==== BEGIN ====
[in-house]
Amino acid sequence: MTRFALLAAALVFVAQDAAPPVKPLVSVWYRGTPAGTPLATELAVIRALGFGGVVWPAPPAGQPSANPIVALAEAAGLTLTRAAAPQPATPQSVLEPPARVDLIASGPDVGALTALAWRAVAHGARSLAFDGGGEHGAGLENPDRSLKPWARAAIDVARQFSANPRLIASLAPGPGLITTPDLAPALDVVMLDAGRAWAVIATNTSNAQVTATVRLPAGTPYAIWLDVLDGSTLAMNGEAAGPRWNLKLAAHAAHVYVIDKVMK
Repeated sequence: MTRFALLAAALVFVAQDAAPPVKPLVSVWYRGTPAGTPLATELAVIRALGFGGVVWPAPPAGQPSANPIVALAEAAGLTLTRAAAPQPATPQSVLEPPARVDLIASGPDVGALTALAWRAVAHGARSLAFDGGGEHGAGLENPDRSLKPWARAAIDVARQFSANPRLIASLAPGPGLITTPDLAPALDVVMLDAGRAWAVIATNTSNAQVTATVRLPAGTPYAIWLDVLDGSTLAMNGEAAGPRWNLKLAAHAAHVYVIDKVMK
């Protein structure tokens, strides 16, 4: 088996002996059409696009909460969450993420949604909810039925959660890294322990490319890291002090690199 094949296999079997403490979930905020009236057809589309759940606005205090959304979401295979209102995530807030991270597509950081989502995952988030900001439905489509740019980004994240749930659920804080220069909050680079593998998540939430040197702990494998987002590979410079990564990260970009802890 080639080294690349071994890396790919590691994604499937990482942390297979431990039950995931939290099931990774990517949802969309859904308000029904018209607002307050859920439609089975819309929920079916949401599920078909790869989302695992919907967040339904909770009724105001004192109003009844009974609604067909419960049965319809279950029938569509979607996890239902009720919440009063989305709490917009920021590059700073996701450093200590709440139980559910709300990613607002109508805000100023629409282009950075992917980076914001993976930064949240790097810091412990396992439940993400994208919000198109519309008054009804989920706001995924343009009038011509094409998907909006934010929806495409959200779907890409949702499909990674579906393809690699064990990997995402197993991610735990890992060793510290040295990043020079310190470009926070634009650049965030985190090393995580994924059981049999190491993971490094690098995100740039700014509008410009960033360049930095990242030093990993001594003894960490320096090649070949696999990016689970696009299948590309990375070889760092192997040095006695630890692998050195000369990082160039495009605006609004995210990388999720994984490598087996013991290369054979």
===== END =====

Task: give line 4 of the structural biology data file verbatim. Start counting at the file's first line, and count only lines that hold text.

């Protein structure tokens, strides 16, 4: 088996002996059409696009909460969450993420949604909810039925959660890294322990490319890291002090690199 094949296999079997403490979930905020009236057809589309759940606005205090959304979401295979209102995530807030991270597509950081989502995952988030900001439905489509740019980004994240749930659920804080220069909050680079593998998540939430040197702990494998987002590979410079990564990260970009802890 080639080294690349071994890396790919590691994604499937990482942390297979431990039950995931939290099931990774990517949802969309859904308000029904018209607002307050859920439609089975819309929920079916949401599920078909790869989302695992919907967040339904909770009724105001004192109003009844009974609604067909419960049965319809279950029938569509979607996890239902009720919440009063989305709490917009920021590059700073996701450093200590709440139980559910709300990613607002109508805000100023629409282009950075992917980076914001993976930064949240790097810091412990396992439940993400994208919000198109519309008054009804989920706001995924343009009038011509094409998907909006934010929806495409959200779907890409949702499909990674579906393809690699064990990997995402197993991610735990890992060793510290040295990043020079310190470009926070634009650049965030985190090393995580994924059981049999190491993971490094690098995100740039700014509008410009960033360049930095990242030093990993001594003894960490320096090649070949696999990016689970696009299948590309990375070889760092192997040095006695630890692998050195000369990082160039495009605006609004995210990388999720994984490598087996013991290369054979």